Sunday, March 24, 2019

ChezCindy: French-style Omelete with Spinach and Shitakes

French chefs prepare omelets with beauty and simplicity.  A beautiful technique that rolls the flat disc of gently cooked eggs out of the pan directly onto a warmed plate.  But omelets don't need to look as beautiful as a chef's preparation when we make them at home.  If you can crack eggs and whisk them in a bowl before adding them to a nonstick skillet, you are half-way there to making an omelet.  

I am drawn to omelets because of the add-ins.  Simplicity calls for just a bit of shredded cheese.  I tend to take mine further by adding in pre-cooked vegetables.  I generally have roasted or caramelized vegetables waiting for their next use in my refrigerator or freezer.  Most always I have caramelized onions in the freezer - highly recommended for topping burgers or bruschetta toasts.  Here I grabbed fresh spinach and shitake mushrooms.  Just a quick sauté in the skillet before beginning the omelet.  That is the true beauty of an omelet - it can be any flavor profile you desire.  

Below, I have outlined the basic technique for making an omelet.  But, as sometimes happens to me, if the omelet is just not coming together - no problem.  Stirring it around in the pan a bit more and it is now scrambled eggs!  Just as good.  

Basic Cheese Omelet  
3 eggs
1 heaping tablespoon butter
salt & pepper to taste preference
2 tablespoons grated cheese

Working with a small mixing bowl, crack the eggs into the bowl.  Whisk the eggs thoroughly until fully combined, but not frothy.

Heat a 8-inch nonstick sloped-sided skillet over medium heat.  Add the butter to melt, swirling the pan to coat the bottom and sides evenly.  Gently pour the whisked eggs into the hot skillet; reduce the heat to low.  Swirl the eggs in the pan to form an even layer coating the bottom of the pan; sprinkle with salt and pepper.  Using a rubber spatula, draw the edges of the eggs to the center of the pan, allowing the more liquid eggs to fill in.  Cook for 1-2 minutes as is without touching or moving the eggs.  Add the cheese, and any other cooked filling at this time; turn off the heat.  Keep the omelet in the pan while the residual heat melts the cheese.  Using the rubber spatula, scrape around one side and underneath the omelet, lifting this side to fold the omelet in half to cover the cheese.  Using the help of the spatula, slide the omelet onto the serving plate.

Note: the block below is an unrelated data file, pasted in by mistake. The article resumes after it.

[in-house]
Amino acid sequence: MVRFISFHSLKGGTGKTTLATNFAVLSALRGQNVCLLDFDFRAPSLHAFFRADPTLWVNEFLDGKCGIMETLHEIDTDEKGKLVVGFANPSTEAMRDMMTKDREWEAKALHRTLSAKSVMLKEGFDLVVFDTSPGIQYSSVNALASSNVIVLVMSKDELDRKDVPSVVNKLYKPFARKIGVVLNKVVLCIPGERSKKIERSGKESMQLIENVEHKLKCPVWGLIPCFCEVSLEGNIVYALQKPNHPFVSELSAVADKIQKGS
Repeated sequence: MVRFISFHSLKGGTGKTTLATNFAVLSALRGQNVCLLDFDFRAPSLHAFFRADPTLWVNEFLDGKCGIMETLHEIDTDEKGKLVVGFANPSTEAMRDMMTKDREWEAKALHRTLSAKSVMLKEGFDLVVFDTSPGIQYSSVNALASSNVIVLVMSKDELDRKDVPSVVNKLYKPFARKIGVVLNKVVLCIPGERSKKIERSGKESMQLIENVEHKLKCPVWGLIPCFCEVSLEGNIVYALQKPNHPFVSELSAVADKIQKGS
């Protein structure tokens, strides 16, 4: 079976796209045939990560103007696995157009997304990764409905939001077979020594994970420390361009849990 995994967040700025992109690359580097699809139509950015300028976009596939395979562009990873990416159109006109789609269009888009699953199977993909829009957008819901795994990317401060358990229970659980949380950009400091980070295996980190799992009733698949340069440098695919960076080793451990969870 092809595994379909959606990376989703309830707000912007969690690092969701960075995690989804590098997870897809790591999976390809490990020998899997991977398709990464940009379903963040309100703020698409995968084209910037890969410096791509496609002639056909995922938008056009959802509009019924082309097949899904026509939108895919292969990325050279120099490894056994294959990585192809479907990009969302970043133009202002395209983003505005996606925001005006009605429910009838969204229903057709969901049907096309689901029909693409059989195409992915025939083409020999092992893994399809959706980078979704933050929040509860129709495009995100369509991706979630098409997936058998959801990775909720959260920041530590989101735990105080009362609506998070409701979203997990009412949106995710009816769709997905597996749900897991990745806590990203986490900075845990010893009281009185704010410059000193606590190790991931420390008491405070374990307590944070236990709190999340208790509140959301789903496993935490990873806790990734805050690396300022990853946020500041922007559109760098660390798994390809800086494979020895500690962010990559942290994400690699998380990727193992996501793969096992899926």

Serves 1 hungry person or split for 2 to share.  

Tuesday, March 12, 2019

ChezCindy: Golden Raisin Scones with Honey-Olive Oil Glaze

If you read this blog, you know I am a fan of scones.  It had been quite a while since I made them, but it seemed like a good weekend to do so.  Scones are a pantry-ready baking recipe, meaning that the ingredients are most likely available in your pantry for spontaneous baking - flour, baking powder, butter, eggs.  Most scone recipes include an add-in such as dried fruit or cheese and herbs to bring flavor.  Searching my pantry for dried fruit, I was really low on what was available.  So the selection was golden raisins.  The scones came out tender and flakey, with the golden raisins adding sweetness and chew.  Usually I top sweet scones with a sugar glaze, but I wanted something different.  I make a fantastic focaccia using golden raisins that is bathed generously with a mix of olive oil and honey.  It is one of the best focaccia I have ever eaten.  This came to mind for topping the scones, thus I made a honey-olive oil glaze.  Surprising, but delicious, to have the taste of olive oil with the scones, making these scones perfect for breakfast, brunch or dinner.